Malaysia’s transport minister has said airplane debris that washed up on the Indian Ocean island of Reunion has been identified as being from a Boeing 777, the same model as a Malaysian Airlines plane which vanished last year.

Experts hope the 2-2.5m wing surface, known as a flaperon, and a fragment of luggage also found on Reunion could yield clues as to the fate of Flight MH370, which disappeared without trace in March 2014 with 239 passengers and crew members on board.

"We know the flaperon has been officially identified as being part of a Boeing 777 aircraft," Transport Minister Liow Tiong Lai said in a statement.

"This has been verified by French authorities together with aircraft manufacturer Boeing, US National Transportation Safety Board (NTSB) and the Malaysian team."

The plane part was flown to Paris yesterday and was taken to Toulouse to undergo more detailed analysis.

Representatives from Malaysia, the United States, China, France and aircraft manufacturer Boeing are due to participate in a "verification" of the flaperon on Wednesday.

Flaperons are control surfaces on the wing of an aircraft that help to stabilise the plane during low-speed flying during take-off and landing.

Mr Low said Malaysia is contacting authorities in territories around Reunion to see if they can help in the event other objects suspected to come from a plane are found.

More pieces of metal debris found washed up on Reunion were taken into police custody today but it is too early to say what they are, said a source close to the French investigation.

Several pieces of "metallic debris" were found although nothing indicated that they came from an airplane, a source said.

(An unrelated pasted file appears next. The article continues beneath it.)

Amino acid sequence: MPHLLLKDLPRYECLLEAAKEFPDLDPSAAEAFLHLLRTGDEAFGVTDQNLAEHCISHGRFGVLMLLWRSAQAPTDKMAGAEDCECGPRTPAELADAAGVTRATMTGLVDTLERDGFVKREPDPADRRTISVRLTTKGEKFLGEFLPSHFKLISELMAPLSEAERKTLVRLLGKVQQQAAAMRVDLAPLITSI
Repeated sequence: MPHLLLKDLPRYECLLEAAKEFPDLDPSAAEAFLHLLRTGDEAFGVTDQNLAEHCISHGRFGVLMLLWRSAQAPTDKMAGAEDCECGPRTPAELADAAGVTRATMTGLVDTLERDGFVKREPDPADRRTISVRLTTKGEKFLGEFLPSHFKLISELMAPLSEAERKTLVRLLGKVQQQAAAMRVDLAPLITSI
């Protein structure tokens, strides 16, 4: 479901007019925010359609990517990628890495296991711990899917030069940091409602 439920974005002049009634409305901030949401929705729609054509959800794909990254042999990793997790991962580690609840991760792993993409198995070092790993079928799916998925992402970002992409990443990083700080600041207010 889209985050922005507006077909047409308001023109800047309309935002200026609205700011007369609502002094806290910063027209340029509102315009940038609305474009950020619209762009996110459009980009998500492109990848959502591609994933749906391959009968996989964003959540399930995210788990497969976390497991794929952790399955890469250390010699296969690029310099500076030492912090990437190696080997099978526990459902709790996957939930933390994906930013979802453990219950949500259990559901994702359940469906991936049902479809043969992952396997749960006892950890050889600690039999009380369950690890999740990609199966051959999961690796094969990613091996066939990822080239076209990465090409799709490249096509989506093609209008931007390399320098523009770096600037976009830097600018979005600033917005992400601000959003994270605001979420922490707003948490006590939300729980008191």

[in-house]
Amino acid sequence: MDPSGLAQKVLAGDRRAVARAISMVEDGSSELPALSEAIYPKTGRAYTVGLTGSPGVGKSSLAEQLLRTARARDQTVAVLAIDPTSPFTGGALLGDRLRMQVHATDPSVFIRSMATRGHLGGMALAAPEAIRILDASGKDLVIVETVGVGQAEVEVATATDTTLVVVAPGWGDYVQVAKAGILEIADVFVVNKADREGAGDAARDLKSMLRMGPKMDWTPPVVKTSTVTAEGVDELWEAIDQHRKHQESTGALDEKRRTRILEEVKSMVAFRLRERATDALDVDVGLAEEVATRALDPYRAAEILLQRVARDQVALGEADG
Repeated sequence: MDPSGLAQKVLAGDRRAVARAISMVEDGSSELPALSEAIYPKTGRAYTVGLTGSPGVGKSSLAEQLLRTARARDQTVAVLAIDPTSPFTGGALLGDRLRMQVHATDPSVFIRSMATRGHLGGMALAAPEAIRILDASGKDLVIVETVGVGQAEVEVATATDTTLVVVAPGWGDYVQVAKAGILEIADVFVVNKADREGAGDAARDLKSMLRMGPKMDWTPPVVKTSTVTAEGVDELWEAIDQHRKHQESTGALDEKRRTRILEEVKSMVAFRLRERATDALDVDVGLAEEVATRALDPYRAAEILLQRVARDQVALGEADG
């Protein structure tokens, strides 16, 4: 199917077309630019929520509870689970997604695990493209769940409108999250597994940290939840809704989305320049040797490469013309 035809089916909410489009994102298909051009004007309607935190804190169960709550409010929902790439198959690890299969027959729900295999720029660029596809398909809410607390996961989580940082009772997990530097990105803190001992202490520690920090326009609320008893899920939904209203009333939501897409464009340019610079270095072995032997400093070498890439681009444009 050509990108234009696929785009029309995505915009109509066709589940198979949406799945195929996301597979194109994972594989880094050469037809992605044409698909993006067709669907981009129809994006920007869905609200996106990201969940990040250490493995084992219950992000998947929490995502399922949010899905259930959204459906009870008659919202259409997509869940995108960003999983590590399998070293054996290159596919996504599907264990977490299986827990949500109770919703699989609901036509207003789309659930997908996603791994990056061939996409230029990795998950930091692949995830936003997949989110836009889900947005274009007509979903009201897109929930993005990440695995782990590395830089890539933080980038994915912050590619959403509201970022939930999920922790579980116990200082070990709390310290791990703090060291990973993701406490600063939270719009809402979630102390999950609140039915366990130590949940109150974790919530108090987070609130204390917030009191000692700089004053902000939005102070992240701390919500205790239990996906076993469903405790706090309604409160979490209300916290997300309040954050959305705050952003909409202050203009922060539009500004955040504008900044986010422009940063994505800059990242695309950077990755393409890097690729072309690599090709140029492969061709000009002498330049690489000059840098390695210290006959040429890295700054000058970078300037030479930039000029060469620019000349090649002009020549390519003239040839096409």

A man also handed police a piece of debris measuring 70cm, guessing it was part of a plane door.

Discovery of the debris may finally confirm MH370 crashed into the sea after veering off course from Kuala Lumpur to Beijing, helping to end 16 months of lingering uncertainty for relatives of the passengers and crew.

Investigators believe someone deliberately switched off MH370's transponder before diverting it thousands of miles of fcourse.

Most of the passengers were Chinese.

The debris will be further analysed at a lab staffed by 600 experts that is operated by the French defence ministry.

The luggage fragment has been sent to a police unit outside Paris that specialises in DNA tests.

If the serial number on the flaperon confirms that it is from Flight 370, then the laboratory can use sophisticated tools to try to glean more information about the causes of the crash, such as whether its shape corresponds more to a mid-air explosion or a crash into the ocean.